Matt Kuchar had a change of heart on Friday, after being raked over the coals over the last five weeks.
Kuchar has been the subject of overwhelming public scrutiny for how he compensated local caddie David Ortiz following his win at the Mayakoba Golf Classic back in November 2018. For nearly a month, Kuchar had remained steadfast he had honored his handshake agreement with the Mexican caddie known as El Tucan, saying he didn't feel the need to pay the looper more than the $5,000 he had already paid.
However, after El Tucan spoke with Golf Magazine and after Kuchar made some out-of-touch comments to several reporters ahead of the Genesis Open, the issue became a national topic. Facing potential long-term backlash and already hearing it from hecklers outside the ropes at Riviera Country Club, Kuchar changed his mind.
In a 234-word statement, Kuchar said he would pay $50,000 to Ortiz -- the figure he told Golf Magazine he thought was fair for his services that week -- and make an additional donation toward the Mayakoba Golf Classic's charitable efforts.
Statement from Matt Kuchar pic.twitter.com/fZWsK8RjzE
— PGA TOUR Communications (@PGATOURComms) February 15, 2019
Kuchar needed a local caddie that week because his normal caddie, John Wood, had a prior commitment and couldn't change plans when Kuchar was a relatively late entrant to the event. Kuchar and Ortiz had initially struck a deal in which Kuchar would pay Ortiz $1,000 if he missed the cut, $2,000 for making the cut, $3,000 for a top-20 finish and $4,000 for a top-10. According to Kuchar, there was no agreement for a cut of winnings in the event he won the tournament.
Ortiz said Kuchar agreed to pay him $3,000 upfront and then paid $2,000 extra after the win as the start of a bonus that could be larger later. In an interview shortly after the November event, Ortiz said he expected to earn further bonus money.
Ortiz normally makes $100-$200 per day caddying on the host course, El Camaelon Golf Club. With the PGA Tour in town, Ortiz could either take Kuchar's deal or make no money that week. Kuchar's deal was in line with how touring caddies are paid up, at least through the top-20 finish figure. Touring caddies are typically paid $1,000-$2,000 per week no matter what, with a 5 percent clip of earnings if their player makes the cut, bumping up to 7 percent for a top-10 finish and 10 percent for a win. Kuchar won $1,296,000 for taking his first PGA Tour title in some four years, so Wood would have been paid $129,600.
Whether Kuchar knew he was negotiating from a position of strength, or he had low expectations for the week, or something else, is unknown.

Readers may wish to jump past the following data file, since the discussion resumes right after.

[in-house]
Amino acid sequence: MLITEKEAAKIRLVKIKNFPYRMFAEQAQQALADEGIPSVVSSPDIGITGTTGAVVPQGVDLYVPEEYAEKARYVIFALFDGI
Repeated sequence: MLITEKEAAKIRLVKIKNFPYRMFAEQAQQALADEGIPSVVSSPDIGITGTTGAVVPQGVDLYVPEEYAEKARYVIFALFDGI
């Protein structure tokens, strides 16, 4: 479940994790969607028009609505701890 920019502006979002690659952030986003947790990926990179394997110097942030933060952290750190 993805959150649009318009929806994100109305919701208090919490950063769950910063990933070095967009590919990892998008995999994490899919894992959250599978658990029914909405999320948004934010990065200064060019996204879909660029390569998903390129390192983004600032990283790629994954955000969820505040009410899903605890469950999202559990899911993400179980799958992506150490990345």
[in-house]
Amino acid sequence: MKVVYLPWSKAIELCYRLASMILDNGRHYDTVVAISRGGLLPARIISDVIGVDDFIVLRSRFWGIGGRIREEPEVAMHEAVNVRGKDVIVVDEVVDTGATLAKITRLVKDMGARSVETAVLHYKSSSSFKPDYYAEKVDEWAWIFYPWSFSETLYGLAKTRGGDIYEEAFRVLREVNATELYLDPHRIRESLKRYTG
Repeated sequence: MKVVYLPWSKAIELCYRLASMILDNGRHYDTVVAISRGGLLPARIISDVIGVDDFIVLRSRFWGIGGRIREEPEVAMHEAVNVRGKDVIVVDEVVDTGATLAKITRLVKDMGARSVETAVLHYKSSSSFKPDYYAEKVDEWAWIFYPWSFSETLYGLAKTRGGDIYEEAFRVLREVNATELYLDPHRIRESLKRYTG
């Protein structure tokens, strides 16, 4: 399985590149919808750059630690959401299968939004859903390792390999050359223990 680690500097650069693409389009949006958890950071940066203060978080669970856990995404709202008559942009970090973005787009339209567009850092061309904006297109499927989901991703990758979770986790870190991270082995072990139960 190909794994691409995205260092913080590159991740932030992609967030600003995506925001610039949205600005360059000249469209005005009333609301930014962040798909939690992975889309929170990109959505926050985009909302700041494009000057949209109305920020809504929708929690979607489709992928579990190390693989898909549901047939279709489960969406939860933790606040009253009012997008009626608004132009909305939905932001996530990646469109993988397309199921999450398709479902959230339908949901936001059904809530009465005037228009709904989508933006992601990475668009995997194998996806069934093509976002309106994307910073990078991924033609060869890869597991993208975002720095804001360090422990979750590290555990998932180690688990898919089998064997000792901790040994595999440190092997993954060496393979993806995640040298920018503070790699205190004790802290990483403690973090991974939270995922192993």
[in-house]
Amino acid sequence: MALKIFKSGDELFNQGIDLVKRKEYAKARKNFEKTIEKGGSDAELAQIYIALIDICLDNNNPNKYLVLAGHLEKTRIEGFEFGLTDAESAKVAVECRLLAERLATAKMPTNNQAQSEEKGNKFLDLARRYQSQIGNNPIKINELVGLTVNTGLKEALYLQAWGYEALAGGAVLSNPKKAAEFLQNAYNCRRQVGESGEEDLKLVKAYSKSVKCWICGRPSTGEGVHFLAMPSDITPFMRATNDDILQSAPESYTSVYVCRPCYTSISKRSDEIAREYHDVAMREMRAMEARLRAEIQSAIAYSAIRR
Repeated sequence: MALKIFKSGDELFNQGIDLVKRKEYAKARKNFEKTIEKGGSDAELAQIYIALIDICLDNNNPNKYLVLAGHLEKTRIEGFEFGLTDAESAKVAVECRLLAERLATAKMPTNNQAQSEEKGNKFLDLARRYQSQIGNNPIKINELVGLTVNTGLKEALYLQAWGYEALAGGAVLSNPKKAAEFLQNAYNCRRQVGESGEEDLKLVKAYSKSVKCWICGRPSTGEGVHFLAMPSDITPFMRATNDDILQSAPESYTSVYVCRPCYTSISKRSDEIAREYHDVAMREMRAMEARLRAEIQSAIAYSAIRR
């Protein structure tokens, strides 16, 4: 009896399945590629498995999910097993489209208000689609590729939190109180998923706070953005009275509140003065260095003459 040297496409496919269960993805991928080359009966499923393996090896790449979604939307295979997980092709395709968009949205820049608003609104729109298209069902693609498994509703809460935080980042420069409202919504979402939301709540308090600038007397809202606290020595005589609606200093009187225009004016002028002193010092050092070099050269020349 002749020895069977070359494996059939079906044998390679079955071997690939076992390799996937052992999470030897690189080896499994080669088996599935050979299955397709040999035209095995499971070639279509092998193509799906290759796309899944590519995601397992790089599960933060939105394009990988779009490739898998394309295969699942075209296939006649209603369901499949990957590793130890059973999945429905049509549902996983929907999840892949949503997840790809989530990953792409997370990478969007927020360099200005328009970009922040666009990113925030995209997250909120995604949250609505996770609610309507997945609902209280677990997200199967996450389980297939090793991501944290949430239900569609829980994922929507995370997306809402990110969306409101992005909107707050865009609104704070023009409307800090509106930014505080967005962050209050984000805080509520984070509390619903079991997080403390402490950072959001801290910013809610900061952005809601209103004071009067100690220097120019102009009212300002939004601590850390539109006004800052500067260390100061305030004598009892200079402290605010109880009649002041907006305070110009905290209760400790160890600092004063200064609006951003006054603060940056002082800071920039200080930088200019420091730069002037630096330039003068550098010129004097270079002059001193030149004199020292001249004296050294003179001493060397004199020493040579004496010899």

This situation may have never come to light were it not for touring pro Tom Gillis, who made public his accusation Kuchar paid Ortiz $3,000 as Kuchar was en route to a second win of the season at the Sony Open in Hawaii in January. Kuchar responded later that day to Gillis' tweet by saying he didn't pay Ortiz $3,000 or the full 10 percent a touring caddie would expect (in part as a pay off for the travel expenses and low money that comes from poorer weeks). He insisted he was true to his word in Hawaii.
Meanwhile, Ortiz reached out to Kuchar's agent, Mark Steinberg, in the wake of the Sony Open to ask about potential additional compensation. It's unclear what or who prompted the outreach. Ortiz did not have Kuchar's contact information, even from the Mayakoba event, and they had not spoken after the tournament win. Ortiz asked Steinberg for more fair compensation, and he told Golf.com he believed $50,000 was fair. Steinberg apparently suggested to Kuchar he offer an additional $15,000 to Ortiz, which he turned down. Steinberg reiterated via email that Kuchar's offer was "fair," though Kuchar didn't want to make the offer in the first place.
Early in the week, Kuchar was adamant he had been generous in his extra $1,000 paid to Tucan on top of the agreed-to $4,000. On Wednesday before the Genesis Open, he told Golf.com, "For a guy who makes $200 a day, a $5,000 week is a really big week."
Things had changed by Friday. Word filtered out while Kuchar was competing that he would be paying to Ortiz what he said would be fair. Kuchar continued on Saturday morning, looking to make as right as he can a situation that had gotten away from him.
"Listen, I was stubborn, hard-headed," Kuchar said. "In my mind, I had it as a deal is a deal, but after I won the tournament, a deal wasn't a deal. Not a good deal. Any transaction, all parties should come out feeling like they've won, and certainly in David's case, he did not feel like he won in that situation, and I needed to make that right. It's as simple as that."
For his part, Gillis was happy to see Ortiz compensated.
“Happy that it all worked out for El Tucan,” Gillis wrote on Twitter. “His life will change for the better and he received what he deserved.”
No one should be judged entirely by their worst moment or their finest hour. And if one comes because of another, they may come close to netting out with some of the fans and observers who have been waiting for Kuchar to do the perceived right thing. Kuchar may have lost some fans. He may have lost other opportunities way more lucrative than a $50,000 check.
However, in the end, Kuchar did the reasonable thing -- perhaps the only thing he could have done to put this to rest.
"I missed the boat with this one," he said. "I did not put the shoe on the other foot. I did not do a good job there, and I think in any situation, if you can just understand where somebody else is coming from, it makes the world a lot better of a place. I missed that one."